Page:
Consumers are flocking to annuities. And that’s expected to continue as recession fears linger, according to an executive at Athene, an insurance company based in West Des Moines, Iowa.

“People are a little fearful of keeping their money in equities and having all that risk exposure, and buying annuities is absolutely a way to take some of that risk off the table,” said Adam Politzer, chief product officer at Athene.

He said the company’s annuity sales are the best it has seen in more than a decade and that this has been driven by the higher yield environment. Athene offers what it calls a “spread-based product,” which means that its annuities are manufactured by investing in other fixed-income instruments. “And because we can get a higher yield on those, that just means we can turn around and build a better, higher-yielding product today than we have historically,” Poltizer said.

He noted that the fixed-income marketplace particularly is doing well. It had a record year in 2022 and the momentum has continued into this year, he said. 

Preliminary results from Limra’s U.S. individual annuity sales survey showed that annual sales of fixed-income annuities in 2022 surged to $208 billion, a 49% jump over the record set in 2019. Fixed-income annuities accounted for about two-thirds of all annuities sold in 2022, the survey found.

Politzer pointed out that much of the popularity of fixed-income annuities of late is driven by the multiyear guaranteed annuity (MYGA)—which he called the simplest form of annuity. With this product, the customer is guaranteed a rate for a predetermined period, usually five years with a guaranteed 5% return. “Those rates are just so far ahead of other simple fixed rates that you can get in the marketplace,” he said.

He said the advantages of annuities over other fixed-rate products like CDs and bonds boils down to three things: First, annuity carriers are able to make real guarantees. Second, contract holders do not pay taxes until the product matures, and even then, they can roll it into other products. And third, those guarantees not only extend to the amount of money the customer can get in total, but they can also be tied to longevity. “So we can offer guarantees based on the entire lifetime of our customers,” he said.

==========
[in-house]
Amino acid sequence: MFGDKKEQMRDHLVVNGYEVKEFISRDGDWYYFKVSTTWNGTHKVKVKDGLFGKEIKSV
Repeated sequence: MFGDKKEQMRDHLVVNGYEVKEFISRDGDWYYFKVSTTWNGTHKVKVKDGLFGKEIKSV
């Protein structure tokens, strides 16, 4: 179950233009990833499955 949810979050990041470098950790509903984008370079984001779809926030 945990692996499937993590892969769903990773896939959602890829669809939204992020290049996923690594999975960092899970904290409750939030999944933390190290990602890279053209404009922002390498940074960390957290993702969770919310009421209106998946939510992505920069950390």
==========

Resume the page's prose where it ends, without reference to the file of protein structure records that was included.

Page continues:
Politzer pointed to a June 2022 survey by Athene finding that among those saving for retirement, 75% of annuity owners believe they are on track to reach their retirement goals, while only 49% of those not holding annuities said the same thing.

The survey revealed that the percentage of annuity holders is much higher for those who work with a financial professional. About 40% work with an advisor while only 6% of annuity holders have never worked with an advisor, he said.

“There is a lot of uncertainty among people who are not confident that they are doing the right thing with their money as it refers to retirement,” Politzer said, adding that the advisor provides that comfort.    

A recent report by Cerulli said that while sales of fixed annuities will remain strong as market volatility and economic instability continues, there will be stiff competition among fixed annuities, fixed-indexed annuities (FIAs), and registered index-linked annuities (RILAs) during the next five years.

Cerulli said that as interest rates decrease over time, the market share of fixed-index annuities as a percentage of total annuity sales will increase and reach 26% by 2027, followed closely by RILAs (23%) and traditional fixed annuities (20%).

RILAs, the report said, had record sales growth over the past several years that far outpaced that of all other annuity types. But amid rising interest rates, traditional fixed annuities and FIAs have closed the gap. “These conditions will bear watching in 2023 and 2024,” Cerulli said.